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Root server & 2 VMs: best setup for IPv4 and IPv6 connection
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Pearlseattle
Tux's lil' helper
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Joined: 04 Oct 2007
Posts: 108
Location: Switzerland

PostPosted: Sun Oct 14, 2012 7:25 pm    Post subject: Root server & 2 VMs: best setup for IPv4 and IPv6 connec Reply with quote

Hi
It's since a while that I'm fiddling around with the network setup of my server and am not sure which solution would be the best & simpliest one.

Situation:


  • Root server, with 1 public IPv4 address and a lot of public IPv6 addresses available.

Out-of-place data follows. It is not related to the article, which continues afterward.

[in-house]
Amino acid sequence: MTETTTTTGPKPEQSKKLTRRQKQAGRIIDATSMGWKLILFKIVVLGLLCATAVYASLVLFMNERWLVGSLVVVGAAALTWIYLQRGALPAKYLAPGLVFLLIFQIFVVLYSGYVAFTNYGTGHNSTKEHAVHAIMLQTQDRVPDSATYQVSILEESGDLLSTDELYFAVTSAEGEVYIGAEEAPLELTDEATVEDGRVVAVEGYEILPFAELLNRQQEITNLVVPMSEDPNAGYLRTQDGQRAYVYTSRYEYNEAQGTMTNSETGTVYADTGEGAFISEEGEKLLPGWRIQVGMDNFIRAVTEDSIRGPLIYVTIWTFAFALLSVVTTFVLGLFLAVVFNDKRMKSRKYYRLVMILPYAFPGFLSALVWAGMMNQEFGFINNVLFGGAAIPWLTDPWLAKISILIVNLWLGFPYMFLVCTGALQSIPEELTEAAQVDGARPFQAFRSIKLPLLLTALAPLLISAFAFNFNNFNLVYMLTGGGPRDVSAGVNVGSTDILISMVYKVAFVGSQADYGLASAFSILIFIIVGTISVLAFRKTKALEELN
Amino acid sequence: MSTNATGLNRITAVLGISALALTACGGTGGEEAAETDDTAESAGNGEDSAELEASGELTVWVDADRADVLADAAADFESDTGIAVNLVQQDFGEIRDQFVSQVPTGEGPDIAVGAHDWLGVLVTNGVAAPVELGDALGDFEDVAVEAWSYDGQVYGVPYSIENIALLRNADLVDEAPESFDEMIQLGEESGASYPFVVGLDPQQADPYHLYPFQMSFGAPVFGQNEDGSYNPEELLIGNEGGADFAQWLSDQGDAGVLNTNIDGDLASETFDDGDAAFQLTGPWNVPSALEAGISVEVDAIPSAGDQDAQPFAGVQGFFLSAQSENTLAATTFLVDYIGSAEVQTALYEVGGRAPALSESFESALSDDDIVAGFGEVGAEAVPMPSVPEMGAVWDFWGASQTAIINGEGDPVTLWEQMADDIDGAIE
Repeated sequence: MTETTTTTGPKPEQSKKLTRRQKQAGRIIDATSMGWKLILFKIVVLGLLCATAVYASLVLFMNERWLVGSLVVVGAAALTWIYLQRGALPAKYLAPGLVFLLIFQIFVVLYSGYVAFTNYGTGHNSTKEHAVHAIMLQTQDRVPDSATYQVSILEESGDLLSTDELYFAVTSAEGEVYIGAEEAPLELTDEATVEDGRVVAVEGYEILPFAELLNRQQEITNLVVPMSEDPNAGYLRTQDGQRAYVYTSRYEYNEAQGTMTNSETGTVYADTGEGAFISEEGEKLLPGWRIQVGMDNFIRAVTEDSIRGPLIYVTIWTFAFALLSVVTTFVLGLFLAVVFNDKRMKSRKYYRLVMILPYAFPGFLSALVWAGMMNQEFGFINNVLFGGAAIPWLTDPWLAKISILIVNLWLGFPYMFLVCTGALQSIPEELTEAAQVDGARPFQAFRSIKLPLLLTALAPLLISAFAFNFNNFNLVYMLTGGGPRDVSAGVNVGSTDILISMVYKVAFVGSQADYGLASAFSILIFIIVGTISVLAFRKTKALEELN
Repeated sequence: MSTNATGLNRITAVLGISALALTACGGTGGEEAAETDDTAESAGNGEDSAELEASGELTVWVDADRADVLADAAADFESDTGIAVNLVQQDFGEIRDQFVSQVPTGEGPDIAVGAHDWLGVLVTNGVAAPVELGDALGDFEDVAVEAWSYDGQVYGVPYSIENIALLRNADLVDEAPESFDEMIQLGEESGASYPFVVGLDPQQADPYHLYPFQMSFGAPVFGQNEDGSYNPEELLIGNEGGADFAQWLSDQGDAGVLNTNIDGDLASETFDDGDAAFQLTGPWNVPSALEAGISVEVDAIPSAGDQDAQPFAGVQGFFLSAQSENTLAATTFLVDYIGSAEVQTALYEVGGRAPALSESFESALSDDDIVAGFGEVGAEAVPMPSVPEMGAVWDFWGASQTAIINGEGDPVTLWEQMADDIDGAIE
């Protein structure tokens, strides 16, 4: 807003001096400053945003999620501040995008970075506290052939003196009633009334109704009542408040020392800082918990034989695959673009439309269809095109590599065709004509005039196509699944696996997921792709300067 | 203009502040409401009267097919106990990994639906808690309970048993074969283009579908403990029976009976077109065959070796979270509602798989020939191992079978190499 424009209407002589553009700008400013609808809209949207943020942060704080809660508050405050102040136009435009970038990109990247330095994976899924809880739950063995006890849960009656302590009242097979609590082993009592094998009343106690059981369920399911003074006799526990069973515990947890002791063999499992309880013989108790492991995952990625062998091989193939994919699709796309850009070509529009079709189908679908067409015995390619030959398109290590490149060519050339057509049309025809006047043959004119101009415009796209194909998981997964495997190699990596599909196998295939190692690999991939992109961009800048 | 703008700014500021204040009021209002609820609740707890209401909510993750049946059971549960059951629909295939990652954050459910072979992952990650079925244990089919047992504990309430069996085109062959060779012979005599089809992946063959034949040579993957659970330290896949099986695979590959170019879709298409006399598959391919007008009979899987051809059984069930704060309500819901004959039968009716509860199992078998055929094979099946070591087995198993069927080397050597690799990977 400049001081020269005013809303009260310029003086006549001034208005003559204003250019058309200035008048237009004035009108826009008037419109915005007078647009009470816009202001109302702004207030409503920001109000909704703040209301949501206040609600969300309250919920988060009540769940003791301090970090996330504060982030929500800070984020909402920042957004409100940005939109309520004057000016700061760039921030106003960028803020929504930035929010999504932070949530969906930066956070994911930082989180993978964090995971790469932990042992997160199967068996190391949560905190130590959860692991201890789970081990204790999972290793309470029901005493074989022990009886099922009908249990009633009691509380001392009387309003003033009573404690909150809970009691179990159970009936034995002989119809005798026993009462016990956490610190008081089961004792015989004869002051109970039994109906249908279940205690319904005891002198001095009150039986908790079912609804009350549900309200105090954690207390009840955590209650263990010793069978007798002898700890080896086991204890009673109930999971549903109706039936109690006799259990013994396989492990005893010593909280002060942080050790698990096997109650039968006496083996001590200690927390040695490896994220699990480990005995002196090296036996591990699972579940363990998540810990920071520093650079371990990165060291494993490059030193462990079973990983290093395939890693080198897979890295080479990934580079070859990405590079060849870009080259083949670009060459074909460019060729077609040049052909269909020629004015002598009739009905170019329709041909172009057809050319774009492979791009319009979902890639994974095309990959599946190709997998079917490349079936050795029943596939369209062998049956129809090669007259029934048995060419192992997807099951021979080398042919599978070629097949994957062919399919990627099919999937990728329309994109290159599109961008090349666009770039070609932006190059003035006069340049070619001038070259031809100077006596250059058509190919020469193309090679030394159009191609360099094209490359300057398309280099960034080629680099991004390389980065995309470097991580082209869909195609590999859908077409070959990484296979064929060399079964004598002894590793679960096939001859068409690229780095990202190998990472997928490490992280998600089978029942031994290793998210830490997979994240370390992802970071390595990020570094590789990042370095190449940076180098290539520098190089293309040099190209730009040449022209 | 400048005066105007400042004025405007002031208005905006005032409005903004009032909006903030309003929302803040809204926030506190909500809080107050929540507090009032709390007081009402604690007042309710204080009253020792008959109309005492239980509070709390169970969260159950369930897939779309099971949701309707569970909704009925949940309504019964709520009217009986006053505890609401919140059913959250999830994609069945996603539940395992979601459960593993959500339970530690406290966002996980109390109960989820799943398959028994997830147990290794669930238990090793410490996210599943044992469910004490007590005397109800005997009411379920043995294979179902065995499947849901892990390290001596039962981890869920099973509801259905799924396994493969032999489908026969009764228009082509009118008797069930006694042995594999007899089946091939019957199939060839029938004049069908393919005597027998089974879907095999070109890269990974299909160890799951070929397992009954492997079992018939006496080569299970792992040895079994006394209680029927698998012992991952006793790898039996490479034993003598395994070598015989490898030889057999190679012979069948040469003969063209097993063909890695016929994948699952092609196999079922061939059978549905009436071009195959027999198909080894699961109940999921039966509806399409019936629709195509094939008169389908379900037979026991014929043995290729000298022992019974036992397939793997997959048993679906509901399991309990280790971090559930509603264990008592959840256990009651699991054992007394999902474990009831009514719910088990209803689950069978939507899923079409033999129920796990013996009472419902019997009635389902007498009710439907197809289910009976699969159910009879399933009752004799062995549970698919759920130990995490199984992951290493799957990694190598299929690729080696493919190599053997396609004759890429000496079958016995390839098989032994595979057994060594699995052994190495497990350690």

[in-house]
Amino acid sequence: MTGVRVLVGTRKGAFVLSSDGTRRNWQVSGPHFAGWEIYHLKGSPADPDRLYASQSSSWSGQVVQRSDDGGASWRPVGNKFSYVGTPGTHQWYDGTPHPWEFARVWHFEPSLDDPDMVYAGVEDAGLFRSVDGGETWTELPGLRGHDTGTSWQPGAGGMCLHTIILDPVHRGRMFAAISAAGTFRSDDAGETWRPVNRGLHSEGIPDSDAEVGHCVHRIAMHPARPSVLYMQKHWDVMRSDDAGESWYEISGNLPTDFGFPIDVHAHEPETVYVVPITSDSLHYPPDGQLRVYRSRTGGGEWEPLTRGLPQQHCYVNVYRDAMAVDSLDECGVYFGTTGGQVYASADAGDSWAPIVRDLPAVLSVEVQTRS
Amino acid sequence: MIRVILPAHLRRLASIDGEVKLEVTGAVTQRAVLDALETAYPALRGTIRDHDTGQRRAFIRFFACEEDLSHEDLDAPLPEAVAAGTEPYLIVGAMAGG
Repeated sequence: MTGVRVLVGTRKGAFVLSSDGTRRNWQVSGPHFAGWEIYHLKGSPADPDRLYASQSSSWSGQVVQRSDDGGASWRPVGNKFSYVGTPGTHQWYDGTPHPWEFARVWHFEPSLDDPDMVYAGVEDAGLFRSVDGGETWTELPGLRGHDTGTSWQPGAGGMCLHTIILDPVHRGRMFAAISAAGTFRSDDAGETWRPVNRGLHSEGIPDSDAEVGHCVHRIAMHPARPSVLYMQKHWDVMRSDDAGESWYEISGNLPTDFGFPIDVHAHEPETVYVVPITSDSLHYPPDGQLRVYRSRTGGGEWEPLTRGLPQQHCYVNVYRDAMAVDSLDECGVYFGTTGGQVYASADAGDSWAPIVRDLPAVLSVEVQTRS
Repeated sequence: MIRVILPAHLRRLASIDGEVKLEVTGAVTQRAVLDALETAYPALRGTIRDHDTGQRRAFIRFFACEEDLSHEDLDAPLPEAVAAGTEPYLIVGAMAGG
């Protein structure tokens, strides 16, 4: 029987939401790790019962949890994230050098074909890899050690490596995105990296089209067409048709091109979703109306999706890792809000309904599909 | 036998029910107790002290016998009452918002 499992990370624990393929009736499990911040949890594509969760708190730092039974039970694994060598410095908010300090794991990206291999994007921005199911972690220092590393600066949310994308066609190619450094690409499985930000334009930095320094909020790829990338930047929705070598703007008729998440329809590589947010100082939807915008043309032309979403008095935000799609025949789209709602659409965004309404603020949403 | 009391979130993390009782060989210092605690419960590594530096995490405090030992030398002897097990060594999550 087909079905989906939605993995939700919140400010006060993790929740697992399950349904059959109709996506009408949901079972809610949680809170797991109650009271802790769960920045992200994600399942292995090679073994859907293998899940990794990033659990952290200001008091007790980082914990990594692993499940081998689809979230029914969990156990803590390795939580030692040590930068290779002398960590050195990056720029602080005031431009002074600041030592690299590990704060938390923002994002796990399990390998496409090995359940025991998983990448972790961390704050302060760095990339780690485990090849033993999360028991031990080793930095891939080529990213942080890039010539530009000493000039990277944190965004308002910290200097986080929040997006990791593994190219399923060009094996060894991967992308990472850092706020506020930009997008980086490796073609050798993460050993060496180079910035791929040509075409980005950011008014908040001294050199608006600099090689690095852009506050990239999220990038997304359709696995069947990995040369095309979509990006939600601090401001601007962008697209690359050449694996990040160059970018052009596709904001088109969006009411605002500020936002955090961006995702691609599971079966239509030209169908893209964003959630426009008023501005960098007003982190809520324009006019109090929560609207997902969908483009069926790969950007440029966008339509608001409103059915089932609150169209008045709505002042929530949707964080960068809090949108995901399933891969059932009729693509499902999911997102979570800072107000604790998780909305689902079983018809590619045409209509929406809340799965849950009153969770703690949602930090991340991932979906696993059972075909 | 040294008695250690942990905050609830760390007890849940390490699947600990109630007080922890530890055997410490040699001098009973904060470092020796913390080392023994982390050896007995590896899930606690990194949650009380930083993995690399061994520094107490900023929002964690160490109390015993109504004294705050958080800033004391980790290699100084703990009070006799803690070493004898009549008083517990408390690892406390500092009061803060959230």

• Running on the server 2 VMs.
  • VM1 runs the Apache webserver
  • VM2 runs the mailserver

Final target:
Would like to have both external IPv4 and IPv6-requests ending up into the right VM.

What I did so far:
1)
This was simple: I used KVM's port-forwarding functionality to forward all incoming requests on a specific port (e.g. port 80 for http) to the correct VM (e.g. VM1 for http/port 80 requests).
Example:
Code:

KVM_CMD="qemu-kvm \
        -nographic -daemonize \
        -balloon none \
        -pidfile $PIDPATH \
        -drive file=/mnt/vm/images/amd64-gentoo-main/rootfs.img,if=virtio,cache=writeback \
        -drive file=/mnt/vm/images/amd64-gentoo-main/swapfile.img,if=virtio,cache=writeback \
        -m 3072 -smp 3 \